Search - List of Books by Stephen Manes
Stephen Manes (born January 8, 1949) wrote the "Digital Tools" column that appeared in every issue of Forbes until recently when he left the publication. He was also co-host and co-executive editor of the public television series "PC World's Digital Duo," a program he helped create. It ended in 2008 when PC World stopped running his column.
Total Books: 66
Manes was previously the Personal Computers columnist for the Science Times section of The New York Times and a regular columnist for InformationWeek. He has been on the technology beat since 1982 as a columnist and contributing editor for PC Magazine, PC/Computing, PC Sources, PCjr, and Netguide. The now defunct Marketing Computers named him one of the four most influential writers about the computer industry and called him "a strong critical voice."
From April 1995 to December 2008, he also wrote the "Full Disclosure" column, anchoring the back page of PC World.
Manes is coauthor of the best-selling and definitive biography Gates: How Microsoft's Mogul Reinvented an Industry...and Made Himself the Richest Man in America. He also wrote The Complete MCI Mail Handbook and programmed much of the Starfixer and UnderGround WordStar software packages.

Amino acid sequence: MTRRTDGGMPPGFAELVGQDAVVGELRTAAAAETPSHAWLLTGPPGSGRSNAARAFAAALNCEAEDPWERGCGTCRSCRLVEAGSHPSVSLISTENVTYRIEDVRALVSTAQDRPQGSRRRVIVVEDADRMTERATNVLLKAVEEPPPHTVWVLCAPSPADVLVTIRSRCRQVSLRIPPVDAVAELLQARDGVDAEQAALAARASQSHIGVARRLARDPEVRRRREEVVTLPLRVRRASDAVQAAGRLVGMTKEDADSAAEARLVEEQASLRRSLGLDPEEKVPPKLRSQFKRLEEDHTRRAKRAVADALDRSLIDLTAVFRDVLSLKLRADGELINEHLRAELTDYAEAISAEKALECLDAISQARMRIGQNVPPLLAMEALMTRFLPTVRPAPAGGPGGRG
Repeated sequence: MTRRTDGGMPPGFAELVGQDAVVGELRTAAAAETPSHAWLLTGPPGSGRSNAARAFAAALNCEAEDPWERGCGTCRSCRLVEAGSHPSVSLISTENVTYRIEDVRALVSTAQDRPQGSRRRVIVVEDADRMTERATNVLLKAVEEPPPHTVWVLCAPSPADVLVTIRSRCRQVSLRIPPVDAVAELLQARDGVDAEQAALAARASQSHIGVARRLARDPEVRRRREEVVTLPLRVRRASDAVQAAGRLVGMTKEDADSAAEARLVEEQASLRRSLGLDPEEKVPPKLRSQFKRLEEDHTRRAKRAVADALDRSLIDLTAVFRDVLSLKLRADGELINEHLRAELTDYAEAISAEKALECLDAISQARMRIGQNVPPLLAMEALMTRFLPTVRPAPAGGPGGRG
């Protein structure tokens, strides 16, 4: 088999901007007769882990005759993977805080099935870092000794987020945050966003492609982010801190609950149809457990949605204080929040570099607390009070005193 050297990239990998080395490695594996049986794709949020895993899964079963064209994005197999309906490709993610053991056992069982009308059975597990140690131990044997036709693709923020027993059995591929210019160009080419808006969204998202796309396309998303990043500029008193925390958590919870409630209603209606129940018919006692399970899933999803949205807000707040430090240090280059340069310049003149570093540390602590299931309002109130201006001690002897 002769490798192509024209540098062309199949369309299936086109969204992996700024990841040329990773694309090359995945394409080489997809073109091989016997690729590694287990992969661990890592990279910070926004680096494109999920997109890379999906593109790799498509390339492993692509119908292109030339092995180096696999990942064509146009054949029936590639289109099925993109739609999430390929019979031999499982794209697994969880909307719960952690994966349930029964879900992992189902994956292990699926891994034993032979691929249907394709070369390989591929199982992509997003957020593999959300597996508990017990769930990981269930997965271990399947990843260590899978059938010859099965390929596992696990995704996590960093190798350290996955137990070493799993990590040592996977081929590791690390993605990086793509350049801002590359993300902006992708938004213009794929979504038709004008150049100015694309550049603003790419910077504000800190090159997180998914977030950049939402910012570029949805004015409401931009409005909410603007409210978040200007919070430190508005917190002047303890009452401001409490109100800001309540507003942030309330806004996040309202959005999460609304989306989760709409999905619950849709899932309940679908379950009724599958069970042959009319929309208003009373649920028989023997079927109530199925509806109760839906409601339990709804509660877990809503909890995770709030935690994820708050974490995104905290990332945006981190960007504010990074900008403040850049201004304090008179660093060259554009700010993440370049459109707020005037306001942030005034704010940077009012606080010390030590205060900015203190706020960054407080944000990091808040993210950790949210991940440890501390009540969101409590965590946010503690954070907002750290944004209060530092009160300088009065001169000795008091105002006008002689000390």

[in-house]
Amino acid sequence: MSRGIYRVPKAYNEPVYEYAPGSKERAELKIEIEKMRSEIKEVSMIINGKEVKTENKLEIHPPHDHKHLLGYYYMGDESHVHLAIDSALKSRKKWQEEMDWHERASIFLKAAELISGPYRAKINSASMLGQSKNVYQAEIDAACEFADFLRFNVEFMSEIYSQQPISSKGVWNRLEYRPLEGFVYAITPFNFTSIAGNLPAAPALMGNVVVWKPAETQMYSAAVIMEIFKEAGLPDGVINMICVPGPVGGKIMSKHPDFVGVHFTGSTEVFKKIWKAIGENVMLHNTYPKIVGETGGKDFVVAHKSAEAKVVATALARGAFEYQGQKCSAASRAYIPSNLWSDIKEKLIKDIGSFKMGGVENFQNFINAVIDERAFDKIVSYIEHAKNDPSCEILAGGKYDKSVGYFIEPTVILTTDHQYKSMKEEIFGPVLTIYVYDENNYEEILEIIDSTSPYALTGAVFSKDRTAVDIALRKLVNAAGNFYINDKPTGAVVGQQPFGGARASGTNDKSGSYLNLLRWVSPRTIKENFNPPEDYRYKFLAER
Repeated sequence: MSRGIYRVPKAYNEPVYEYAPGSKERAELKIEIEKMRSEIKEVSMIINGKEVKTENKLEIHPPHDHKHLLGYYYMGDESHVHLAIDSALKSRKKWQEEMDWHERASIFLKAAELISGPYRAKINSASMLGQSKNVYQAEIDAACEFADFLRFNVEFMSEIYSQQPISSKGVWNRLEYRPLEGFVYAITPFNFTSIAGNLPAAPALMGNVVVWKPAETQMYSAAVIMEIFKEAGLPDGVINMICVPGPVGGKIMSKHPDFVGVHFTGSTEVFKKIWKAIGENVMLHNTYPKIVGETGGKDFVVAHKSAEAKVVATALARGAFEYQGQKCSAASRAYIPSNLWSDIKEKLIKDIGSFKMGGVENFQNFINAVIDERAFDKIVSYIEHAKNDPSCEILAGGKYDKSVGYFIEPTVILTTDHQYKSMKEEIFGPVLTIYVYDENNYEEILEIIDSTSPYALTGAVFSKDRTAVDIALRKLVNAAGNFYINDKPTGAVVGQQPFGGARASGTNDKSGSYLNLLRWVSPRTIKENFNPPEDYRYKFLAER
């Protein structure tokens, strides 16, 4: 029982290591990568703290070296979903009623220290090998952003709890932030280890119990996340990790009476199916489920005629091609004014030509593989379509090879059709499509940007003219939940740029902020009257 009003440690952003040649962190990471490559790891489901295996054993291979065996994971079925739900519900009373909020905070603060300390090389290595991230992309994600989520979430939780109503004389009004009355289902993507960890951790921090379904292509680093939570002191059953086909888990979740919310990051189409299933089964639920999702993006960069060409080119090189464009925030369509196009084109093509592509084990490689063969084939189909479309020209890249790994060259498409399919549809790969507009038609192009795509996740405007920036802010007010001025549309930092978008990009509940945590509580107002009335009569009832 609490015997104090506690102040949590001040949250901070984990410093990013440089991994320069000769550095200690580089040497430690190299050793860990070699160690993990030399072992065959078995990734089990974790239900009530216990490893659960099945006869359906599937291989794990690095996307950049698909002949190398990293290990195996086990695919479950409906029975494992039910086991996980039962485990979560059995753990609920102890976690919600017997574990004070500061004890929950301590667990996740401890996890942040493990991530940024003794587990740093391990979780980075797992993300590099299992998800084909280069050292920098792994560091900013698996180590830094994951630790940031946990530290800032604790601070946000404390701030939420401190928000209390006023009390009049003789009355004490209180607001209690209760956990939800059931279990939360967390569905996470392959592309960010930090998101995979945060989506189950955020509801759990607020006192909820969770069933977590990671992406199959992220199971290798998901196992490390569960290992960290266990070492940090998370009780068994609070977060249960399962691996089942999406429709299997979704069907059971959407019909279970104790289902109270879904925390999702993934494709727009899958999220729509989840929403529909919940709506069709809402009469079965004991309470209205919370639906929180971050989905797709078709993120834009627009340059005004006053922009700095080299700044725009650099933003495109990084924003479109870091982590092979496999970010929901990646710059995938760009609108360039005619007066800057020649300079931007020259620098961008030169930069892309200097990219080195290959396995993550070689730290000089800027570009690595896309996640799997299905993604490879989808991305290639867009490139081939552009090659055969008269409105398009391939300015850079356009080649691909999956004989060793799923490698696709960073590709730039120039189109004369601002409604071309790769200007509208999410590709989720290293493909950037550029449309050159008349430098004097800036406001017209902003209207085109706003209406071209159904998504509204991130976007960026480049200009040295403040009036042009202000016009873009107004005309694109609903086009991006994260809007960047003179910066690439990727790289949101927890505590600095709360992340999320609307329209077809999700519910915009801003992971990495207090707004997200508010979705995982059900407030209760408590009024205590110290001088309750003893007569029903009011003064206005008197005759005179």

Manes, who ironically has no children, is also the author of more than 30 books for children and young adults, including the Publishers Weekly bestseller Make Four Million Dollars by Next Thursday! and the award-winning Be a Perfect Person in Just Three Days!, which was adapted for the public television series Wonderworks. His books include the cult favorites Chicken Trek and The Obnoxious Jerks and have won a commendation from the National Science Foundation, International Reading Association Children's Choice awards, and kid-voted awards in five states. His writing credits also include television programs produced by ABC Television and KCET/Los Angeles and the 70s classic 20th Century-Fox movie Mother, Jugs & Speed.
Manes is currently serving his fourth term as an elected member of the National Council of the Authors Guild, the country's oldest organization of book authors. Born and raised in Pittsburgh, he now lives in Seattle.
Stanford Law Professor Lawrence Lessig strongly criticized Manes in 2004 for a review published in Forbes. Lessig was critical of the "review (which was unthinking and ill-informed) and [of] its tone (which was rude and abusive)," and added that "both seemed to me to be beneath the quality of the publication."